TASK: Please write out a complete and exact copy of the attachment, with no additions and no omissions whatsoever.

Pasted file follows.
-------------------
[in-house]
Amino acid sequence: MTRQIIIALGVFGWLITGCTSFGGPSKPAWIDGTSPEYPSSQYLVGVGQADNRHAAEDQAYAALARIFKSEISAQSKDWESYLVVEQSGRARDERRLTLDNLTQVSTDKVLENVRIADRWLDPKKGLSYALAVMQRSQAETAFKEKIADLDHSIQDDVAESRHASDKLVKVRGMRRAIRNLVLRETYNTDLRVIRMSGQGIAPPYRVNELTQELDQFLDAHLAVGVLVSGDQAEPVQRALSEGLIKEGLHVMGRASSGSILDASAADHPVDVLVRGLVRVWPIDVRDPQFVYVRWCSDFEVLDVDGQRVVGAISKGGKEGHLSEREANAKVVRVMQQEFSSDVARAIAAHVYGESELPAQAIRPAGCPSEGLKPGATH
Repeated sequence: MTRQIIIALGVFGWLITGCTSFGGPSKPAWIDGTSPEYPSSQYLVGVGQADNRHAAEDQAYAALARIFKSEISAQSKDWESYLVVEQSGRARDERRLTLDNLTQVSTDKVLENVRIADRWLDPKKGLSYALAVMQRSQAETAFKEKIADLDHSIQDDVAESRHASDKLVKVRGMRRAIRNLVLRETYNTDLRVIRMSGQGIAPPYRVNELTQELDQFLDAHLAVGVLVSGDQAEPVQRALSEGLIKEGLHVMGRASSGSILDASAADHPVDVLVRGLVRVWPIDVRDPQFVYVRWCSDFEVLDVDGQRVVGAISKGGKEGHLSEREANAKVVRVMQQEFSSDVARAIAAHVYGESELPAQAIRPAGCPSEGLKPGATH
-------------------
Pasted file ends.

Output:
[in-house]
Amino acid sequence: MTRQIIIALGVFGWLITGCTSFGGPSKPAWIDGTSPEYPSSQYLVGVGQADNRHAAEDQAYAALARIFKSEISAQSKDWESYLVVEQSGRARDERRLTLDNLTQVSTDKVLENVRIADRWLDPKKGLSYALAVMQRSQAETAFKEKIADLDHSIQDDVAESRHASDKLVKVRGMRRAIRNLVLRETYNTDLRVIRMSGQGIAPPYRVNELTQELDQFLDAHLAVGVLVSGDQAEPVQRALSEGLIKEGLHVMGRASSGSILDASAADHPVDVLVRGLVRVWPIDVRDPQFVYVRWCSDFEVLDVDGQRVVGAISKGGKEGHLSEREANAKVVRVMQQEFSSDVARAIAAHVYGESELPAQAIRPAGCPSEGLKPGATH
Repeated sequence: MTRQIIIALGVFGWLITGCTSFGGPSKPAWIDGTSPEYPSSQYLVGVGQADNRHAAEDQAYAALARIFKSEISAQSKDWESYLVVEQSGRARDERRLTLDNLTQVSTDKVLENVRIADRWLDPKKGLSYALAVMQRSQAETAFKEKIADLDHSIQDDVAESRHASDKLVKVRGMRRAIRNLVLRETYNTDLRVIRMSGQGIAPPYRVNELTQELDQFLDAHLAVGVLVSGDQAEPVQRALSEGLIKEGLHVMGRASSGSILDASAADHPVDVLVRGLVRVWPIDVRDPQFVYVRWCSDFEVLDVDGQRVVGAISKGGKEGHLSEREANAKVVRVMQQEFSSDVARAIAAHVYGESELPAQAIRPAGCPSEGLKPGATH